Team GB’s trailblazing swimmer breaking barriers in and outside the pool
When Alice Dearing fell in love with the water at her local club in Birmingham at the age of five, she couldn’t have imagined that she was about to embark on a journey that would see her vying to become the first Black female swimmer to represent Team Great Britain at the Olympics.
The 23-year-old’s journey is far from over but she has already negotiated a number of hurdles to reach this point, overcoming racism to star as only the second Black woman to compete for Britain after Achieng Ajulu-Bushell in 2010.
Dearing’s determination to get more Black people involved in the water has seen her partner with Soul Cap to encourage future swimmers to not see their Afro hair as a potential barrier to success. She has also been a part of an inspiring group of people who turned tragedy into opportunity, creating the Black Swimming Association (BSA) charity which has become a necessary and powerful voice in the aquatic world.
Dearing’s attention to detail has even seen her mute the word “Olympics” from her Twitter timeline as she attempts to stay focused amid speculation of further coronavirus-enforced delays to the Games.
History beckons for Dearing, but she wants to be remembered for more than her skin colour.
“It is similar to what Idris Elba said about not wanting to be the first Black James Bond,” she tells ESPN. “We’re more than just our skin colour. I don’t think Black people want to be remembered as just Black people at the end of the day.
“We want to be remembered for our achievements and what we bring to the world instead of: ‘Oh they were Black and they did this.’ It should be: ‘I did this, and I also happen to be Black.’ But with swimming, it’s obviously more controversial and more of an issue because of the stereotypes and racism which Black people face in swimming.”
She has become one of the best marathon swimmers in the world and is relishing the spotlight as her Olympic qualifier on May 29-30 edges closer.
“I feel like I’ve really grown into it and the prospect of potentially being the first Black woman for Britain is something that really excites me,” she says. “Someone has to do it first and I hope it can be me, we’ll see.”
Dearing has already achieved so much in life. From becoming World Junior Champion in 2016 to studying for a Masters degree in Social Media & Political Communication throughout her road to the Olympics.
Her story is one of hard work, dedication, love for her craft and a desire to break barriers for the future generation.
Dearing credits her Ghanaian mother for encouraging her not to find it strange to see Black children excelling in the pool. However, this did not prevent others from making comments.
“People used to approach my mum and go: ‘Oh, I didn’t expect Alice Dearing to look like that,'” she recalls. “And honestly, at the time I thought it was because I was small, but then you think nine-year-old girls are meant to be small, right?”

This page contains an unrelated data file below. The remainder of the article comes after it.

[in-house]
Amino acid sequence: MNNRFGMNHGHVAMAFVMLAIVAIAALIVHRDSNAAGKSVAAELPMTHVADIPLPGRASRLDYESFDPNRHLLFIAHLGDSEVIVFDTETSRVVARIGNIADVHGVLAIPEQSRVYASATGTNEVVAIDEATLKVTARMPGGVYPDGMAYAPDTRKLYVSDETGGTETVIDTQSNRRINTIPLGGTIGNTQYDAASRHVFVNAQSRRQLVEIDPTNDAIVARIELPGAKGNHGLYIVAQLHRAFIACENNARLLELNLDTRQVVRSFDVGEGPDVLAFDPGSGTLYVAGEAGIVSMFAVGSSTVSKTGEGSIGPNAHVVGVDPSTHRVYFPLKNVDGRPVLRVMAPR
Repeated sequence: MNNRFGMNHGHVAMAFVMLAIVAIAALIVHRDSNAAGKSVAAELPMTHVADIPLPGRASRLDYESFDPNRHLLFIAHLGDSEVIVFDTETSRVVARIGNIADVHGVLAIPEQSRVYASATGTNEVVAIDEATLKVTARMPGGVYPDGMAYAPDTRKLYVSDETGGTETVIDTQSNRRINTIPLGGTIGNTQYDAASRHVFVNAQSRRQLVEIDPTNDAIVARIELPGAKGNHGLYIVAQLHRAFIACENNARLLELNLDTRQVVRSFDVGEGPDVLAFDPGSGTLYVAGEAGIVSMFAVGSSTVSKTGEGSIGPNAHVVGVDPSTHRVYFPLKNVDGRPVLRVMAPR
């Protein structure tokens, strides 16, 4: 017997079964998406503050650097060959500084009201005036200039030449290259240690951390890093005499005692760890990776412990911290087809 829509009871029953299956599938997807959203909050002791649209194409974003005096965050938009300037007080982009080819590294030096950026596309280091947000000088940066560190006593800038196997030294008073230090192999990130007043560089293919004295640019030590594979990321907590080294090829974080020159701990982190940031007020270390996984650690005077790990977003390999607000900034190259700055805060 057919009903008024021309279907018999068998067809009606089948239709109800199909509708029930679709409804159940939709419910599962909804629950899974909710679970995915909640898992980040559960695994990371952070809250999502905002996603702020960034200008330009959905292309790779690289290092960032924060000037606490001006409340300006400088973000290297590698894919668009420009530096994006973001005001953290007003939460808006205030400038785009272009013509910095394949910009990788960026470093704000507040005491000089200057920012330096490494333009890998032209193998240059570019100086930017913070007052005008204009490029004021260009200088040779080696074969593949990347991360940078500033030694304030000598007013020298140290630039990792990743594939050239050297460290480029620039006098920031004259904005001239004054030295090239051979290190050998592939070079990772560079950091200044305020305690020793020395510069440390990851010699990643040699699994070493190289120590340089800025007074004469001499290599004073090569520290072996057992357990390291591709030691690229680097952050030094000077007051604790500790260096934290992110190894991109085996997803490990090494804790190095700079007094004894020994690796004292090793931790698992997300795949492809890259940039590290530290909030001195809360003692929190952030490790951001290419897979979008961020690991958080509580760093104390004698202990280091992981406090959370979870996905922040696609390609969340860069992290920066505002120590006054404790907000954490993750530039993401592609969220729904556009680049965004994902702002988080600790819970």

Dearing also experienced racism. “A coach who I don’t know, never spoke to, called me a skinny N-word to another swimmer and I think I was 17 at the time and I didn’t really know how to handle it to be honest,” she says. “I just kind of buried it and just put it to one side.
“We reported it but I didn’t hear much of it until I had a choice to either leave it or report it to the police and I decided to leave it. I just didn’t want to hear any more of it. It’s a vile thing to happen to somebody and I didn’t want it to take any more time or effort away from my life.”
She also remembers comments from other swimmers but is thankful those experiences didn’t have a negative impact, but she recognises similar incidents could be happening to other Black children and could easily turn them away from the pool: “I always try to say it’s more about educating rather than confronting and debating in a sense, because quite often all these viewpoints are based in ignorance from racist systems which have been in our society for generations.
“So, we just need to break down those understandings and start to educate people, but then again that at the same time, I shouldn’t be the one to educate everybody.”
Racism is just one of many reasons why the Black community has been put off from swimming but another understated factor is the importance of hair maintenance. Dearing recently collaborated with swimming brand Soul Cap, who design caps that protect people with thick and curly hair from the water.
“I’m so proud of my Afro hair, I want to protect it as much as possible and it’s no secret that chlorine water is incredibly damaging to hair,” she explains.
“It is another reason why Black people, especially Black women, are so hesitant to get in the water. It’s always difficult because it sounds so frivolous and shallow, but it is such a big factor because it’s part of who we are.”
Fellow BSA co-founder Danielle Obe can sympathise with the struggle as it led to her revolutionary invention, Nemes — a recreational waterproof headscarf. Obe had attempted to find a solution for her middle child Kayla, who had issues with water and her hair which intensified during her swimming lessons.
“I made her a promise and said if you stick to swimming we’ll find a solution to this issue,” Obe tells ESPN. “If we can’t find a cap out there that can keep your hair dry then we’ll just have to invent one.”
Obe’s inspiration came from reading journalist Seren Jones’ article with Dearing on the issue and they got in touch with each other alongside Ed Accura, creator of “A Film Called Blacks Can’t Swim.” They had all contacted Swim England at different times to address diversity issues but felt it was the right time to unite to find a solution in late 2019.
A tragic incident where three members of a Black British family died in Spain on Boxing Day led to action. Gabriel Diya, 52, died alongside his children Praise-Emmanuel, 16, and Comfort, nine, after drowning in a resort swimming pool on the Costa del Sol.